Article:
Metcalfe’s Law and the Value of Rural Networks

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In 1965 an observation was made by David House that over the history of computing hardware, the processing power of a minimal cost computer chip would double approximately every two years – Moore’s Law. While the impact of that forecast has been widely accepted and credited with significant advances in technology and associated economic benefits, there is an important forecast that applies to the power and value of networks, known as Metcalfe’s Law. The simplest way to apply this law is to look at the value of one fax machine which is useless on its own and as soon as you start to increase the number of fax machines, you increase the number of people who can send and receive faxes. While there is no specific timeline attached to Metcalfe’s law, advances in network size and capacity along with the mobile computing and communications revolution, have made the impact of Metcalfe’s law perhaps even more significant that its processing power counterpart.

We definitely “get more” out of the devices and networks that we use by virtue of their size and reach. Metcalfe’s law was defined by device only – today it also applies to the network effect most commonly discussed in reference to social networks. For example, if Facebook were a nation it would be larger than the United States and would rank itself just behind China and India in population.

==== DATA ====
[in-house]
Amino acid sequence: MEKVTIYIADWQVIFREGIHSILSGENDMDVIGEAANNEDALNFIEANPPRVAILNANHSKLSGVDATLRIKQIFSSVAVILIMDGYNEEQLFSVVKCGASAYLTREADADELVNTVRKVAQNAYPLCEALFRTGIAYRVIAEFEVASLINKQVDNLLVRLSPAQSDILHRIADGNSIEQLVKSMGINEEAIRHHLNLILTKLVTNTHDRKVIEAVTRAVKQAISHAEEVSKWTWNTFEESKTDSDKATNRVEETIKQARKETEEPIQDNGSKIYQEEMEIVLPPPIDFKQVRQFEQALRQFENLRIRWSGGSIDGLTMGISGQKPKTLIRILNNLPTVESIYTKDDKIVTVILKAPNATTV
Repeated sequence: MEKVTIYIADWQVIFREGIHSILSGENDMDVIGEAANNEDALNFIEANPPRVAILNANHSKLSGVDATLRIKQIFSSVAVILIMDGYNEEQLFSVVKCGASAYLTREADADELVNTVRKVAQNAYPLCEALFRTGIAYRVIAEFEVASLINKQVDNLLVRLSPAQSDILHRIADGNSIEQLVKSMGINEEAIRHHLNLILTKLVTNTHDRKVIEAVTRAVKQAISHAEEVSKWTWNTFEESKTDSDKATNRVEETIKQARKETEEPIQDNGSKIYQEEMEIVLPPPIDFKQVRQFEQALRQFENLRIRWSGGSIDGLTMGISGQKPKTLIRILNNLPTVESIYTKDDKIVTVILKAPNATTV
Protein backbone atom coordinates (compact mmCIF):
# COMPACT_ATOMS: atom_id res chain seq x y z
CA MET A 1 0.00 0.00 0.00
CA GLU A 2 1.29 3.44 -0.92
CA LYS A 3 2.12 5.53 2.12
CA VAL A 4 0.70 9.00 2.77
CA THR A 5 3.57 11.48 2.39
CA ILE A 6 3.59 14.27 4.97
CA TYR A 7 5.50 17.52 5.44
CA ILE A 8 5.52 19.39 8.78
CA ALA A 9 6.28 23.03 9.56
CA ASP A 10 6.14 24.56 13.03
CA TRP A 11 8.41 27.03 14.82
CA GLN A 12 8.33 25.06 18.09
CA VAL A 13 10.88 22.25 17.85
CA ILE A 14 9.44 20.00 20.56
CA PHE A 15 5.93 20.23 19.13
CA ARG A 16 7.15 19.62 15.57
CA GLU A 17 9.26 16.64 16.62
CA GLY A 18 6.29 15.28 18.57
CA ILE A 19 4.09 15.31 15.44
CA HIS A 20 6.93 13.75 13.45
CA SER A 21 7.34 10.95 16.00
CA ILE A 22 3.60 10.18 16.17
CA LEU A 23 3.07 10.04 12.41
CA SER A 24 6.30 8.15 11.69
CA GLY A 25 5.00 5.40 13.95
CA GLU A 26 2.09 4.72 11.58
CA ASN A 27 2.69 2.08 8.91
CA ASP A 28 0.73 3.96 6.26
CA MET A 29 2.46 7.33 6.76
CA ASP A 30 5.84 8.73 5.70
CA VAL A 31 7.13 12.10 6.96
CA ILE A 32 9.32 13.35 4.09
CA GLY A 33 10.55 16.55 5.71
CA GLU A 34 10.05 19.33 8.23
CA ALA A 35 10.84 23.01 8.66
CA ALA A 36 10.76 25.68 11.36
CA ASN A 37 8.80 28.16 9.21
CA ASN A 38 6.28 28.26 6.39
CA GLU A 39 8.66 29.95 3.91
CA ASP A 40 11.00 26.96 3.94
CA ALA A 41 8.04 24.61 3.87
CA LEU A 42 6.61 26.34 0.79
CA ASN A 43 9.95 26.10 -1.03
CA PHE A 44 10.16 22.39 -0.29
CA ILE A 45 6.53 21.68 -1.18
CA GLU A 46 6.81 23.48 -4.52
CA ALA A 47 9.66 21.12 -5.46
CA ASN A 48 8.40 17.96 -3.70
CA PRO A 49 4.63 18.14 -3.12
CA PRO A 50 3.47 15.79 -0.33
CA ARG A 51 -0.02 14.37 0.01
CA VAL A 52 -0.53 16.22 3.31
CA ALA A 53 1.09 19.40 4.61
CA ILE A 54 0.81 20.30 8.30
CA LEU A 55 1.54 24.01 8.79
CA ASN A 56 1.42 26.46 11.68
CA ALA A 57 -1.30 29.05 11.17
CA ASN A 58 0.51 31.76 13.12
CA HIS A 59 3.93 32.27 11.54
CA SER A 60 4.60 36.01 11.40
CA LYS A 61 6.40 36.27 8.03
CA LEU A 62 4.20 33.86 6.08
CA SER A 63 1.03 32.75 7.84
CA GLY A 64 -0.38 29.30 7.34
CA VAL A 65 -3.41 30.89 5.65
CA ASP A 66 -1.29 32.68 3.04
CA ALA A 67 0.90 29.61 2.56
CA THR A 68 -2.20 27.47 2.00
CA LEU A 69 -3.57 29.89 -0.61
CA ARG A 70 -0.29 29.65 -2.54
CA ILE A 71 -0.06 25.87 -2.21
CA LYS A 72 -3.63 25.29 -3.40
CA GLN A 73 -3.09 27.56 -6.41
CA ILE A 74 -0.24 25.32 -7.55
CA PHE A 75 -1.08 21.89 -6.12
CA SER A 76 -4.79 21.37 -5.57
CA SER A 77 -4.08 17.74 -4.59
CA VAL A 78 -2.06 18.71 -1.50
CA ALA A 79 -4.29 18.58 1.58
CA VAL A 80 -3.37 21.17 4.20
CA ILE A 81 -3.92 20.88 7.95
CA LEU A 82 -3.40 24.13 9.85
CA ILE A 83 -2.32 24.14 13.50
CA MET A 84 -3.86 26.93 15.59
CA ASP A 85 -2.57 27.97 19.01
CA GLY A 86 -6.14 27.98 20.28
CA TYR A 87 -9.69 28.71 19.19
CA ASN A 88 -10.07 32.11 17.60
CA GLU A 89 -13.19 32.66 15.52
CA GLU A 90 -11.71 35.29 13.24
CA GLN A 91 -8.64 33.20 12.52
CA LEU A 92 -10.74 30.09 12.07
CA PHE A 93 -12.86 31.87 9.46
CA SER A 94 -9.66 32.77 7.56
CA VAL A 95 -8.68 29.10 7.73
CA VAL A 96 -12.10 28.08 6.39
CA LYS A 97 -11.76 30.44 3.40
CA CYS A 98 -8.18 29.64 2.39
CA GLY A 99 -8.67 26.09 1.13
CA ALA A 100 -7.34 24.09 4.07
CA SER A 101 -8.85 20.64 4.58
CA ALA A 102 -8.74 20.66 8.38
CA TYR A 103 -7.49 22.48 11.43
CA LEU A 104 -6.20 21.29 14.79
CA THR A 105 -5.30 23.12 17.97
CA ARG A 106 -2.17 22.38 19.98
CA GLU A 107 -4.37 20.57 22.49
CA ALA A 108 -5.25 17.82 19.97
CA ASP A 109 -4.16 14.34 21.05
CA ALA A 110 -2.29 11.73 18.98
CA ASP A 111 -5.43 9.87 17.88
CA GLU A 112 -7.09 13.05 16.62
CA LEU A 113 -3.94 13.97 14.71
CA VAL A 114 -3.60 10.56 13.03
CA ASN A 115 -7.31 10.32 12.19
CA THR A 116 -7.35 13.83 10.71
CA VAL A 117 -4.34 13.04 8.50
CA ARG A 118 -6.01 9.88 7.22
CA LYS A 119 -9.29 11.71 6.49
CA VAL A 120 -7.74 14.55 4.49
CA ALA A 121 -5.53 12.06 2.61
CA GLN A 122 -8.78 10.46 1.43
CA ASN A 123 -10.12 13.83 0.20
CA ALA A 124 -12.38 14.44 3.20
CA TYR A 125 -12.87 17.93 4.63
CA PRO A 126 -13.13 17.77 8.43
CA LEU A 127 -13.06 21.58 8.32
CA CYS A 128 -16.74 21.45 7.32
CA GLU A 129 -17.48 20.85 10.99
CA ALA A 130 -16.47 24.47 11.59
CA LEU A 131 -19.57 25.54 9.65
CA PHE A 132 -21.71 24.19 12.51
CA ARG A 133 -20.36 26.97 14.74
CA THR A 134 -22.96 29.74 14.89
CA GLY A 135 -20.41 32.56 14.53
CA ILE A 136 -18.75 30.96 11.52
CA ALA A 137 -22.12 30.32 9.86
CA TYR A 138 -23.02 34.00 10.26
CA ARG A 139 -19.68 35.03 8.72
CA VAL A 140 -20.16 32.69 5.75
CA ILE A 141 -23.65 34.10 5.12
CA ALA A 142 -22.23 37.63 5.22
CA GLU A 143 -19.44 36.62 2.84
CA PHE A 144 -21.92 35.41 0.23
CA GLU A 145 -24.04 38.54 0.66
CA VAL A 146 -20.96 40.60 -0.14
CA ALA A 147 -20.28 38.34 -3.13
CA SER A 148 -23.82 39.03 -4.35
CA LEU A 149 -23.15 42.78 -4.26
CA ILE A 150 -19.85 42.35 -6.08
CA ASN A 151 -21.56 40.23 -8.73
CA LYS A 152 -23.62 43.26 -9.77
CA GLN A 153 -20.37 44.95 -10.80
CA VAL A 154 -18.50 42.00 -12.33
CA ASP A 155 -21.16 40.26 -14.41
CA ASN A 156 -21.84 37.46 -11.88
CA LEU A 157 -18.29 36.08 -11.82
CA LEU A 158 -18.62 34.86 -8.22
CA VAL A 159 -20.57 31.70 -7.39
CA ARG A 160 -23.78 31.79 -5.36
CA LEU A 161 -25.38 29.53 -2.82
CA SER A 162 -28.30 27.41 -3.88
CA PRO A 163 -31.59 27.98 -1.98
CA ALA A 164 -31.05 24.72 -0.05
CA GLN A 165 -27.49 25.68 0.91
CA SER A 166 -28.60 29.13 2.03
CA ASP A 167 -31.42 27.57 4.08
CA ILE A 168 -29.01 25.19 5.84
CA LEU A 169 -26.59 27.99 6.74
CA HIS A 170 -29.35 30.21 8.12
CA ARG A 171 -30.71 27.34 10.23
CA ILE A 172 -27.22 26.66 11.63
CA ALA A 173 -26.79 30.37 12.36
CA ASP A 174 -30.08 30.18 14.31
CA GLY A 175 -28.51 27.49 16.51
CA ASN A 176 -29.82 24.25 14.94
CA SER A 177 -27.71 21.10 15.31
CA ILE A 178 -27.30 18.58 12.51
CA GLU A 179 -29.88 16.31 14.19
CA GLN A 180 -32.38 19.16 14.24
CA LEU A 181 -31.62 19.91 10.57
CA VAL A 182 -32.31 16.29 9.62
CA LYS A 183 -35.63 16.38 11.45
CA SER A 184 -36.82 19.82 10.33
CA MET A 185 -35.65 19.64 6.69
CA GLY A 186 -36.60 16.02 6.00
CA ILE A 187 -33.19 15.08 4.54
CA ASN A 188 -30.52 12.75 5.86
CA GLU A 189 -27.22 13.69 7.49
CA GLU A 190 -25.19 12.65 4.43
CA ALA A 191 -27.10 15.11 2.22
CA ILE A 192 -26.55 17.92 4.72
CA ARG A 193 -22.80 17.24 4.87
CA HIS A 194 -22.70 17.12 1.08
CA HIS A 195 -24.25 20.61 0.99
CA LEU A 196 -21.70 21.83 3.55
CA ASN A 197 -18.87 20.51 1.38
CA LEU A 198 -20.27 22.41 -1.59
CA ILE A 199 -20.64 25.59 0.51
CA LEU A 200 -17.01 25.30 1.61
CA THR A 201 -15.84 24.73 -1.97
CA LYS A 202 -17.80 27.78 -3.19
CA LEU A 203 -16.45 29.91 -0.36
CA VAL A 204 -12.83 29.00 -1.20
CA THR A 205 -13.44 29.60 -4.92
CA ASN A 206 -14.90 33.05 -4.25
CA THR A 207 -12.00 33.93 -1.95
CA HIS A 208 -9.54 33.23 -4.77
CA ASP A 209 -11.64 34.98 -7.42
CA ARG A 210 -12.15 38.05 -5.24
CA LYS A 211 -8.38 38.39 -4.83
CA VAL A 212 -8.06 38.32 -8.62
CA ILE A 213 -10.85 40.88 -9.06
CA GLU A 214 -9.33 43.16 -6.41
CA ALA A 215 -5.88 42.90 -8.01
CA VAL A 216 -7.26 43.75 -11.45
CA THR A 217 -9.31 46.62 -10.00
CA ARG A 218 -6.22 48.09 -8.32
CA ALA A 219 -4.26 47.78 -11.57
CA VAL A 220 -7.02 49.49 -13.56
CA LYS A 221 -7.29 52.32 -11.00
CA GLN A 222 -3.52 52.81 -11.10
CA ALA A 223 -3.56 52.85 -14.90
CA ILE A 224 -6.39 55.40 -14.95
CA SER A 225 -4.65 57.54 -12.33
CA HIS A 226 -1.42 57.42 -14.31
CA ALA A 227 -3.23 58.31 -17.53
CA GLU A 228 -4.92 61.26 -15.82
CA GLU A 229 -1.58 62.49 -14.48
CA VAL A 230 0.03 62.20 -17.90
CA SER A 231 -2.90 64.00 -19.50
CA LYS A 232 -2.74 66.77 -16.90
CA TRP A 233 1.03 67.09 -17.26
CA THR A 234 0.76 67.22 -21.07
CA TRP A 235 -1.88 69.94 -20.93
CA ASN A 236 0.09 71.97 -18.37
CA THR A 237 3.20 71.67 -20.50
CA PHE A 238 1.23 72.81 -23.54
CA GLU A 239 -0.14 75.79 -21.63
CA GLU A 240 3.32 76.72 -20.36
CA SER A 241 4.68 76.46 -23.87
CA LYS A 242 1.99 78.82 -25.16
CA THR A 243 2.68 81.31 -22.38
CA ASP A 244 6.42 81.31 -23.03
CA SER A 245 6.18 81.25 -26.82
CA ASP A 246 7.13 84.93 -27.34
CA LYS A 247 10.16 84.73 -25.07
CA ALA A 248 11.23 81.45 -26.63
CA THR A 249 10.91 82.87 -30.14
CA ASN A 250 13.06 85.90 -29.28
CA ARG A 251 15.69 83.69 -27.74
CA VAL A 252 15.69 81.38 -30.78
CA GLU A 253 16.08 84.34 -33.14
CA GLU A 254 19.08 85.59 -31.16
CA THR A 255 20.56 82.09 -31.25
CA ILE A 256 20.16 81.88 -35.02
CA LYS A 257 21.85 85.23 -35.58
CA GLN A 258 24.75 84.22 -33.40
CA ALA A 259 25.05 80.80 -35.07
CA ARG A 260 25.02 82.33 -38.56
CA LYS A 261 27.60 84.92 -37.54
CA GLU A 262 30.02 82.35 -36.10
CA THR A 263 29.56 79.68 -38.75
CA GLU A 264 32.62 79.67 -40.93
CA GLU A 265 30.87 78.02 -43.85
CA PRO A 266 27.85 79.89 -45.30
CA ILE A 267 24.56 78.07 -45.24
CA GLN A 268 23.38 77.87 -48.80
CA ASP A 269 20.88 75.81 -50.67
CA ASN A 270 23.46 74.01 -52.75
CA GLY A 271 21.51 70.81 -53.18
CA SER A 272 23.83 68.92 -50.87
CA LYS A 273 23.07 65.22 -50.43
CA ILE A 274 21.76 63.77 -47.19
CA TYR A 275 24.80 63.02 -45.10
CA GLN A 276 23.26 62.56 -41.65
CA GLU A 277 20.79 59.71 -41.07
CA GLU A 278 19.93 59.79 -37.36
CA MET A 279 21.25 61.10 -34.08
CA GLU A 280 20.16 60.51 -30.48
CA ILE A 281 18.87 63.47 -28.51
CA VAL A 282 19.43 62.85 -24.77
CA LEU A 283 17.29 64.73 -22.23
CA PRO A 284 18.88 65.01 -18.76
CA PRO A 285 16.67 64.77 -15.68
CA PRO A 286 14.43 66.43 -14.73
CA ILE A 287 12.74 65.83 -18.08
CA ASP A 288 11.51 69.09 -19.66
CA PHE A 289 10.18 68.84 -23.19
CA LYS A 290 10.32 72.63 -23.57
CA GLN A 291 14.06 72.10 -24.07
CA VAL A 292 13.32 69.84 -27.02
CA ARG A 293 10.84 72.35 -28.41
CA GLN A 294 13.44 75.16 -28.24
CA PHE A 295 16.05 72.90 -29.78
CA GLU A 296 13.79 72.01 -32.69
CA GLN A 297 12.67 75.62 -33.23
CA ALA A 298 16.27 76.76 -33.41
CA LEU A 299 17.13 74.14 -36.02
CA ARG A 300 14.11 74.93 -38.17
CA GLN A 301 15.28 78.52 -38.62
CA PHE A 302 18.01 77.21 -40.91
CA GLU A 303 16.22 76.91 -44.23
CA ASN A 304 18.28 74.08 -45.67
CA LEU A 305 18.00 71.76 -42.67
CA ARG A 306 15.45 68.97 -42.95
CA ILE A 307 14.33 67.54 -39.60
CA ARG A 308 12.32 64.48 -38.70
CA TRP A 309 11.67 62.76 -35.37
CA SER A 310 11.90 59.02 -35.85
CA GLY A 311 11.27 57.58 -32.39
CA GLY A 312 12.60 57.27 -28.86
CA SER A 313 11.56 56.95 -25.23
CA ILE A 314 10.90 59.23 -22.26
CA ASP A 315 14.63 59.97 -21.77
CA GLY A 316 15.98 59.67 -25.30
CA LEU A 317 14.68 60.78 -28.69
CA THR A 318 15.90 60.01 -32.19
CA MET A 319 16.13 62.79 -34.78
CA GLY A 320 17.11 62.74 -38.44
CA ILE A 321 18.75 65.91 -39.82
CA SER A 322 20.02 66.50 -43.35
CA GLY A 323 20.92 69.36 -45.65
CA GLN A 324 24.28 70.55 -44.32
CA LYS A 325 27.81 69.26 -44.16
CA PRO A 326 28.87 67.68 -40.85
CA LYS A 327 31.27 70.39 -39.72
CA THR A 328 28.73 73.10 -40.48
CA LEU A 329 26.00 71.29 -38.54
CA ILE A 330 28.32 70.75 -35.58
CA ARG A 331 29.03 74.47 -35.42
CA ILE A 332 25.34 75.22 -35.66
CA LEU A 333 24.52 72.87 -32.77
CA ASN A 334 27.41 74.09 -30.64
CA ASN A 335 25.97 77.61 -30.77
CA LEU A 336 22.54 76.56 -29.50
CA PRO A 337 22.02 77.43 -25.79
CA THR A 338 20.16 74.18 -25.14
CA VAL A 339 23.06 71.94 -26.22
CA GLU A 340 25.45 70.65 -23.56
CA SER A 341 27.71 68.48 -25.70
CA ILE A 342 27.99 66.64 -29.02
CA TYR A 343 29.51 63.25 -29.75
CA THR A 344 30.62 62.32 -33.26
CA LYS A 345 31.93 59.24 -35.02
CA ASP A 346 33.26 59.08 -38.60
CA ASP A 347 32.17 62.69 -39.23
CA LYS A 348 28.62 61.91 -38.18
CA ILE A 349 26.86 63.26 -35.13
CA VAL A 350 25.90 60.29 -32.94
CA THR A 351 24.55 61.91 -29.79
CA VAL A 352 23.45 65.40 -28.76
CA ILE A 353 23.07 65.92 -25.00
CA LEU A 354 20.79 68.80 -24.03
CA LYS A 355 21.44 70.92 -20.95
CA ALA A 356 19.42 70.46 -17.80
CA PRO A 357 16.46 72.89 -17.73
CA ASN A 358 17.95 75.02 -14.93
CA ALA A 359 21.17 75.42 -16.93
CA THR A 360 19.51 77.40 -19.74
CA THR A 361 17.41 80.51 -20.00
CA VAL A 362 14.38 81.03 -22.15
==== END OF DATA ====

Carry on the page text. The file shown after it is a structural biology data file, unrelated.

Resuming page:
I believe the most transformative aspect of the network effect or Metcalfe’s law is in an economic context. We are witnessing firsthand how the whole paradigm of enterprise computing is shifting to a cloud based model. This is allowing for even greater levels of distribution and provisioning of services and applications across both urban, rural and remote locations.

You can draw a direct line from the now dominant importance of SLAs in our business to the network effect described in Metcalfe’s Law. When the power and capacity of the connections becomes standard, only the reliability and performance of the network can impact its value to customers. In our opinion, the impact of the network effect and Metcalfe’s Law is significantly larger in rural and remote communities because of the fact that the multiplier effect is allowing business to take a substantial leap forward from the negative effects of decades of living off restricted and narrow network capacity.

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